Presence and Abundance of Birds in an Atlantic Forest Reserve and Adjacent Plantation of Shade-Grown Yerba Mate, in Paraguay
Source: Biodiversity and Conservation, Volume 14, Number 13, December 2005 , pp. 3265-3288(24)
Abstract:In the Atlantic forest region, there is a need to develop economic activities that can be carried out in buffer zones around parks, with minimal impact on forest bird species. One such possibility is the farming of yerba mate, Ilex paraguariensis, under native trees. We compared bird species9 presence and abundance between a forest reserve and an adjacent plantation of shade-grown yerba mate, to determine which species might use such plantations. Of the 145 species that were regularly recorded in the forest, 66%, including five globally threatened species, were also regularly recorded in the plantation. Most canopy species and tree trunk insectivores showed similar abundance in both habitats, but forest floor and understory species were absent from the plantation. Within the plantation, higher tree density did not lead to a greater abundance of forest birds. Yerba mate grown under native trees could be used to rehabilitate cleared land and allow recolonization by some Atlantic forest bird species.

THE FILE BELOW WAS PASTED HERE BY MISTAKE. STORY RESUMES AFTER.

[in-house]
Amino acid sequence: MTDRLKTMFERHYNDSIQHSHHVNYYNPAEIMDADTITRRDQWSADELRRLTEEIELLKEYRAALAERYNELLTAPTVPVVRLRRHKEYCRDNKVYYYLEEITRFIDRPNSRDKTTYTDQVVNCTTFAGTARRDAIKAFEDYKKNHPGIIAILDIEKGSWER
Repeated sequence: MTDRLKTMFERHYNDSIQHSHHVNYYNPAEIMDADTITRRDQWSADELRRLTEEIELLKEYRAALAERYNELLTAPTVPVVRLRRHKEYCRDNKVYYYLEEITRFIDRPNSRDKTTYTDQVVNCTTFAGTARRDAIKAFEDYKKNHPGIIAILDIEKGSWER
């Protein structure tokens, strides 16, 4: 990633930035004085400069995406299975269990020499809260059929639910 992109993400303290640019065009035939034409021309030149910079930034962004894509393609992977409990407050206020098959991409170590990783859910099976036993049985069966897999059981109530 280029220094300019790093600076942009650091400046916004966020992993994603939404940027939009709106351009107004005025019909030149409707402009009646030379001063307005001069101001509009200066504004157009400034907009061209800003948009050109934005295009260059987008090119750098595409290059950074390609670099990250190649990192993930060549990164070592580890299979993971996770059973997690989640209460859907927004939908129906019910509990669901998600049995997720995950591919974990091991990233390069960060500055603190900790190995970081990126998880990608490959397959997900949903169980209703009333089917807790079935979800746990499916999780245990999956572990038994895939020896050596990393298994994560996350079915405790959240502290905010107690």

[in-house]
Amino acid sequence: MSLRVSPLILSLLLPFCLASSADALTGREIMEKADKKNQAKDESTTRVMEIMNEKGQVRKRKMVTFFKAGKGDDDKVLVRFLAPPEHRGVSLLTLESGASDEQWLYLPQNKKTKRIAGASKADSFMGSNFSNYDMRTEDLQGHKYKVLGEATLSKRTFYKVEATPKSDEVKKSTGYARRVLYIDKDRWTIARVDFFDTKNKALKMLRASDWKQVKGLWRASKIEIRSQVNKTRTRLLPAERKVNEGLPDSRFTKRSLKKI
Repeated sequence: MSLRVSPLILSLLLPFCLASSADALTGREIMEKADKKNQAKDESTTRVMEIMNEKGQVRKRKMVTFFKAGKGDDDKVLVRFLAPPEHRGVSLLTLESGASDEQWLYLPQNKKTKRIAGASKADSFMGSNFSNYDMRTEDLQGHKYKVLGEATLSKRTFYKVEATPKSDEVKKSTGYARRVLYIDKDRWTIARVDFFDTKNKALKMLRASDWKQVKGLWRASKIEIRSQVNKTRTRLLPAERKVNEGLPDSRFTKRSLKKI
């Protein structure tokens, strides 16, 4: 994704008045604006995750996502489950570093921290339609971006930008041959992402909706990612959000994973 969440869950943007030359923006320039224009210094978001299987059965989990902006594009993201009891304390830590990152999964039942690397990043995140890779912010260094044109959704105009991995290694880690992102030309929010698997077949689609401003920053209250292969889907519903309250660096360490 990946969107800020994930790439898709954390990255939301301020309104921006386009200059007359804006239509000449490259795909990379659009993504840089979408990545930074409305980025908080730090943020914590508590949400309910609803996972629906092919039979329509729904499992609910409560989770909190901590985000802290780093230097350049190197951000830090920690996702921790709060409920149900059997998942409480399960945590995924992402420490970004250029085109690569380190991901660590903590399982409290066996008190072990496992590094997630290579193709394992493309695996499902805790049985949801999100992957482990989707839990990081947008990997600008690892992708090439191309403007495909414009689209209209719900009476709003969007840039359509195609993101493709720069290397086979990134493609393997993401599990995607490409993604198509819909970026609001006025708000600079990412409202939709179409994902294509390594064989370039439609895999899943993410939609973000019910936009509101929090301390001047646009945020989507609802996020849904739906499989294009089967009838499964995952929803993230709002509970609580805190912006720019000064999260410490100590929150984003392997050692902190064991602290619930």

Document Type: Research Article
Affiliations: 1: Department of Biology, Dalhousie University, Halifax, B3H 4J1, Nova Scotia, Canada, Email: firstname.lastname@example.org 2: Department of Biology, Dalhousie University, Halifax, B3H 4J1, Nova Scotia, Canada, 3: Guyra Paraguay, Comandante Rafael Franco 381 c/ Leandro Prieto, Asunción, Paraguay,
Publication date: 2005-12-01